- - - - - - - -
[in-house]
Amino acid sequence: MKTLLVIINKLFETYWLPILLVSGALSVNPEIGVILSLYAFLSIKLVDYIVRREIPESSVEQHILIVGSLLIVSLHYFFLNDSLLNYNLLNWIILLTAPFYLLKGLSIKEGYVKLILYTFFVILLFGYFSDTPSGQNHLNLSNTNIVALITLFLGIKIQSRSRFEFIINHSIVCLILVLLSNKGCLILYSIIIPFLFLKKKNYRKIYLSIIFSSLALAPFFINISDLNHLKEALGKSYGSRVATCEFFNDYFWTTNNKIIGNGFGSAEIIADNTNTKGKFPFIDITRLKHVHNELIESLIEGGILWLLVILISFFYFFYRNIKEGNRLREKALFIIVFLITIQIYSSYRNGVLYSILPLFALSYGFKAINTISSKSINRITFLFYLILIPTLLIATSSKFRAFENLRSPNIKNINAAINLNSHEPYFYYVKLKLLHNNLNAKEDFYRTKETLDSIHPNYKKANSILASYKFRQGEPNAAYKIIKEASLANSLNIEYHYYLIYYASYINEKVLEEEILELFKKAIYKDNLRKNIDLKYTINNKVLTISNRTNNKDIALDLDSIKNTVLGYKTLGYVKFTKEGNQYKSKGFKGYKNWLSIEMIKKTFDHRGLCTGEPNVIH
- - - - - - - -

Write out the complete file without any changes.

[in-house]
Amino acid sequence: MKTLLVIINKLFETYWLPILLVSGALSVNPEIGVILSLYAFLSIKLVDYIVRREIPESSVEQHILIVGSLLIVSLHYFFLNDSLLNYNLLNWIILLTAPFYLLKGLSIKEGYVKLILYTFFVILLFGYFSDTPSGQNHLNLSNTNIVALITLFLGIKIQSRSRFEFIINHSIVCLILVLLSNKGCLILYSIIIPFLFLKKKNYRKIYLSIIFSSLALAPFFINISDLNHLKEALGKSYGSRVATCEFFNDYFWTTNNKIIGNGFGSAEIIADNTNTKGKFPFIDITRLKHVHNELIESLIEGGILWLLVILISFFYFFYRNIKEGNRLREKALFIIVFLITIQIYSSYRNGVLYSILPLFALSYGFKAINTISSKSINRITFLFYLILIPTLLIATSSKFRAFENLRSPNIKNINAAINLNSHEPYFYYVKLKLLHNNLNAKEDFYRTKETLDSIHPNYKKANSILASYKFRQGEPNAAYKIIKEASLANSLNIEYHYYLIYYASYINEKVLEEEILELFKKAIYKDNLRKNIDLKYTINNKVLTISNRTNNKDIALDLDSIKNTVLGYKTLGYVKFTKEGNQYKSKGFKGYKNWLSIEMIKKTFDHRGLCTGEPNVIH